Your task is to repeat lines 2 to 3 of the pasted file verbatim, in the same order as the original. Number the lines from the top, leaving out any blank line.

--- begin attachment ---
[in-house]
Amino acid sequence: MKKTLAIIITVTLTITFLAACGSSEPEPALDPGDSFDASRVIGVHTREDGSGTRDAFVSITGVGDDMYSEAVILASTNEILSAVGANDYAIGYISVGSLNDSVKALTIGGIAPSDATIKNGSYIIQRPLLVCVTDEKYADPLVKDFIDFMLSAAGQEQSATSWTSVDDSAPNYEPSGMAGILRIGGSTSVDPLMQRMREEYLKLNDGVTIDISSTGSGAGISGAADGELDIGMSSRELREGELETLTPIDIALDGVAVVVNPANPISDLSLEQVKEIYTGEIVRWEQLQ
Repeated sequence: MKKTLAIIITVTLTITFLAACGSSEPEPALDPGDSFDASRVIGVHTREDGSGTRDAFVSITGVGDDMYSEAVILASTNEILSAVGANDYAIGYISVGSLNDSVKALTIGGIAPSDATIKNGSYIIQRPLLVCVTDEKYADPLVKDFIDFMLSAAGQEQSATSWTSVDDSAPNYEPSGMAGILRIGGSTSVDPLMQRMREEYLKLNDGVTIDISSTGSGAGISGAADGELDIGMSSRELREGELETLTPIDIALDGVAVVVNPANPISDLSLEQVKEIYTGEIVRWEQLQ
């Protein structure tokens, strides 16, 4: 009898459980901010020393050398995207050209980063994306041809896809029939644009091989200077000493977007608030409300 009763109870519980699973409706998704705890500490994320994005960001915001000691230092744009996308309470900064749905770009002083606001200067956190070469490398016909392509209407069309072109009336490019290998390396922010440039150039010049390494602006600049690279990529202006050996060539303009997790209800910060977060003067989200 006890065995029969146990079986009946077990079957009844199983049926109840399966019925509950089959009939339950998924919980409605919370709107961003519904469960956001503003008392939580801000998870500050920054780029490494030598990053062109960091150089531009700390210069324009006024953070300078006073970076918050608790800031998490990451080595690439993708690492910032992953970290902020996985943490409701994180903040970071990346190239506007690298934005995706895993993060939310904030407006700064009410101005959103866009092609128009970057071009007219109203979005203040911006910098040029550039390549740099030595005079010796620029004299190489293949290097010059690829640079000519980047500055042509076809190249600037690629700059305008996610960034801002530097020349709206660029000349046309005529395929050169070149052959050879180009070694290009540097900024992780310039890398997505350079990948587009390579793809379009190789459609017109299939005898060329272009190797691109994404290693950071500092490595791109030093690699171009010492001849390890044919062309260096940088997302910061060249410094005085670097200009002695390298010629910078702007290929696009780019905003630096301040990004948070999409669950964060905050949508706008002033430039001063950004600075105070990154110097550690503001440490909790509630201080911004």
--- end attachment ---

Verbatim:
Amino acid sequence: MKKTLAIIITVTLTITFLAACGSSEPEPALDPGDSFDASRVIGVHTREDGSGTRDAFVSITGVGDDMYSEAVILASTNEILSAVGANDYAIGYISVGSLNDSVKALTIGGIAPSDATIKNGSYIIQRPLLVCVTDEKYADPLVKDFIDFMLSAAGQEQSATSWTSVDDSAPNYEPSGMAGILRIGGSTSVDPLMQRMREEYLKLNDGVTIDISSTGSGAGISGAADGELDIGMSSRELREGELETLTPIDIALDGVAVVVNPANPISDLSLEQVKEIYTGEIVRWEQLQ
Repeated sequence: MKKTLAIIITVTLTITFLAACGSSEPEPALDPGDSFDASRVIGVHTREDGSGTRDAFVSITGVGDDMYSEAVILASTNEILSAVGANDYAIGYISVGSLNDSVKALTIGGIAPSDATIKNGSYIIQRPLLVCVTDEKYADPLVKDFIDFMLSAAGQEQSATSWTSVDDSAPNYEPSGMAGILRIGGSTSVDPLMQRMREEYLKLNDGVTIDISSTGSGAGISGAADGELDIGMSSRELREGELETLTPIDIALDGVAVVVNPANPISDLSLEQVKEIYTGEIVRWEQLQ